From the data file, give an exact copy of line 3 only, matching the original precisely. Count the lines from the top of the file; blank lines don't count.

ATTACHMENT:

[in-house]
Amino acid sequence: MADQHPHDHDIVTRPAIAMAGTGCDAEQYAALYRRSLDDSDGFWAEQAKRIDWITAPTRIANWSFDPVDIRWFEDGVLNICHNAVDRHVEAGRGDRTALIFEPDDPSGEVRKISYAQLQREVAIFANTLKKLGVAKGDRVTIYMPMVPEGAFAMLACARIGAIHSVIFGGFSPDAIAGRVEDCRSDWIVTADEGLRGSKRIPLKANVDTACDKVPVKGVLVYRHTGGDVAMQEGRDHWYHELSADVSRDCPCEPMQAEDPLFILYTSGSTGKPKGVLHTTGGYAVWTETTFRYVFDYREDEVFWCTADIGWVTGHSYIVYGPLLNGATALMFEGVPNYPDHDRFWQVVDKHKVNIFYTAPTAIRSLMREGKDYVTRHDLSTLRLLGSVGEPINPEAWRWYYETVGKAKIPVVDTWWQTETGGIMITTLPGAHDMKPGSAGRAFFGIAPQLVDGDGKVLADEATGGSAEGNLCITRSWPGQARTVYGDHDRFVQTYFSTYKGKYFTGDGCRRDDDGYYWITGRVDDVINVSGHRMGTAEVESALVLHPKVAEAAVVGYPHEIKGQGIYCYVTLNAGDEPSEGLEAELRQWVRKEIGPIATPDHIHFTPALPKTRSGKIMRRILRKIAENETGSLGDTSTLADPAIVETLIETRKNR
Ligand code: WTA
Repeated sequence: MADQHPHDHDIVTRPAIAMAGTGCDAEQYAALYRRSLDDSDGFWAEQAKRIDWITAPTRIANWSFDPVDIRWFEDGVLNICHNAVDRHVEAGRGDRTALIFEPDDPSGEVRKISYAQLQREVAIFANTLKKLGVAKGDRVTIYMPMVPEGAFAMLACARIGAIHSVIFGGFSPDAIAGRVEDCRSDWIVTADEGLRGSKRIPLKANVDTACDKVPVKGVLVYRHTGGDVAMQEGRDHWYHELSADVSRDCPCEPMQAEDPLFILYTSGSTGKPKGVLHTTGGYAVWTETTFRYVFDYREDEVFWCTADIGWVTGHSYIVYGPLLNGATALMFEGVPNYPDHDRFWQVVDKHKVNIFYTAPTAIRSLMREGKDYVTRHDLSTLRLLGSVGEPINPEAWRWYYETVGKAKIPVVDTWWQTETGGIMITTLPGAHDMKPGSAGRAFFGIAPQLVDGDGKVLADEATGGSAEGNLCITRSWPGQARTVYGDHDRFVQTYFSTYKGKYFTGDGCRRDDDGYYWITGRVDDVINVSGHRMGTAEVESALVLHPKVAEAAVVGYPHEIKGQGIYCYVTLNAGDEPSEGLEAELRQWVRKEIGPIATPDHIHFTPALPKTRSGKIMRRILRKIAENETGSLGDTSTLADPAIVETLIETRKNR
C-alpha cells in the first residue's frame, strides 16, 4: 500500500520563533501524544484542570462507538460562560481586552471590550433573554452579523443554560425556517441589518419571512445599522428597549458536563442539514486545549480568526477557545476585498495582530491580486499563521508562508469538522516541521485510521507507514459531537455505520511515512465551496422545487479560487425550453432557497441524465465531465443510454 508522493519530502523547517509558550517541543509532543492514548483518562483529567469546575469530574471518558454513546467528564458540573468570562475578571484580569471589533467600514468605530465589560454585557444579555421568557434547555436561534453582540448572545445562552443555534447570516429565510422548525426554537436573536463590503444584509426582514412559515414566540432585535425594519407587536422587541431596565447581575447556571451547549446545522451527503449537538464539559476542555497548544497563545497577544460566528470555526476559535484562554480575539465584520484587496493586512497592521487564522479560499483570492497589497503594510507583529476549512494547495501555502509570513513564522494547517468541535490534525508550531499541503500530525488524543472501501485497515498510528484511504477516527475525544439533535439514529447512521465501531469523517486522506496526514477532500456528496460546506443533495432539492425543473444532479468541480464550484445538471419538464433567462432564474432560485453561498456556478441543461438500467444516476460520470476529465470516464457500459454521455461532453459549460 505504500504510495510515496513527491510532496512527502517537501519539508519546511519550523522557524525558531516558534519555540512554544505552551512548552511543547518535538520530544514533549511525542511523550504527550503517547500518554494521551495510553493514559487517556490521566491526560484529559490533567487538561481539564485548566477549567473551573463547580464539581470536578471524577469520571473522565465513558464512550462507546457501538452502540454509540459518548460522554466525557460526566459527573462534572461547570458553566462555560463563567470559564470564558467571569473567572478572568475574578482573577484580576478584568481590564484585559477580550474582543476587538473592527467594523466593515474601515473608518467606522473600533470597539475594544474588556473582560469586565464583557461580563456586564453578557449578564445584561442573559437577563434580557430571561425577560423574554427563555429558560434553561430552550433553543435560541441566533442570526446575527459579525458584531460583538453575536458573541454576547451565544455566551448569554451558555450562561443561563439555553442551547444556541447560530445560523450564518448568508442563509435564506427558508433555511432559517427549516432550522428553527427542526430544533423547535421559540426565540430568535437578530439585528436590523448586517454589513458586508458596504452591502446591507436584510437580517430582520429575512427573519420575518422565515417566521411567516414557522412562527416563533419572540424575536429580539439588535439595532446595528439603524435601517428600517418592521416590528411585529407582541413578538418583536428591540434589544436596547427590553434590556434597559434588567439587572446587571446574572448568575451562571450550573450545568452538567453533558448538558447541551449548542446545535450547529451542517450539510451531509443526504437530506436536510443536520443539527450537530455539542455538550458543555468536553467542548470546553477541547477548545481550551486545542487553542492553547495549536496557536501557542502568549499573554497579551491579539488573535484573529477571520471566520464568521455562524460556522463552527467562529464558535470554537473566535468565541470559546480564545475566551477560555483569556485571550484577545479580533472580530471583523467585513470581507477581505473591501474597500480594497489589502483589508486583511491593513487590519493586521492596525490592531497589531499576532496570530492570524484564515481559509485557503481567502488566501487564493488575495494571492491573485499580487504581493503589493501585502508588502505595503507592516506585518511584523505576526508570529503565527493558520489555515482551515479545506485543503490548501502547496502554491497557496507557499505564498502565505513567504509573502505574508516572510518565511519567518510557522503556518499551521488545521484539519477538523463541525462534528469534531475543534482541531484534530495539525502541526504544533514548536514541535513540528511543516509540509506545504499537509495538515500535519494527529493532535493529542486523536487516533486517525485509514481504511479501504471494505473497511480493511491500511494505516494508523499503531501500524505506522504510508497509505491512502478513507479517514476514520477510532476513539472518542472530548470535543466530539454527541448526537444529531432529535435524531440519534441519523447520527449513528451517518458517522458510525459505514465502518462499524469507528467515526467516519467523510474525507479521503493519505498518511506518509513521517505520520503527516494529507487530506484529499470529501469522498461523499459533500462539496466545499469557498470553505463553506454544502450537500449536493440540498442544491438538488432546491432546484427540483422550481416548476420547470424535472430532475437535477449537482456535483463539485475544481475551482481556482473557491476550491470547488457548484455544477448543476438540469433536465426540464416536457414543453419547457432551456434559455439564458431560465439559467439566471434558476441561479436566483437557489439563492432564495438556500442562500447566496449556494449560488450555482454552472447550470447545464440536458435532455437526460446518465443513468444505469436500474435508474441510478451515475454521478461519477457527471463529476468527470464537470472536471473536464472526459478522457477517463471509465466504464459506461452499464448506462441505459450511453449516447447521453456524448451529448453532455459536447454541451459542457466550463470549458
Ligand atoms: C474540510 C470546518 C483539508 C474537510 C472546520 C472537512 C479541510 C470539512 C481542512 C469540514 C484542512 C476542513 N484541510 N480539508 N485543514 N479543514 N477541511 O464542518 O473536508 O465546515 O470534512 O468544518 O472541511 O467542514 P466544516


Ligand code: WTA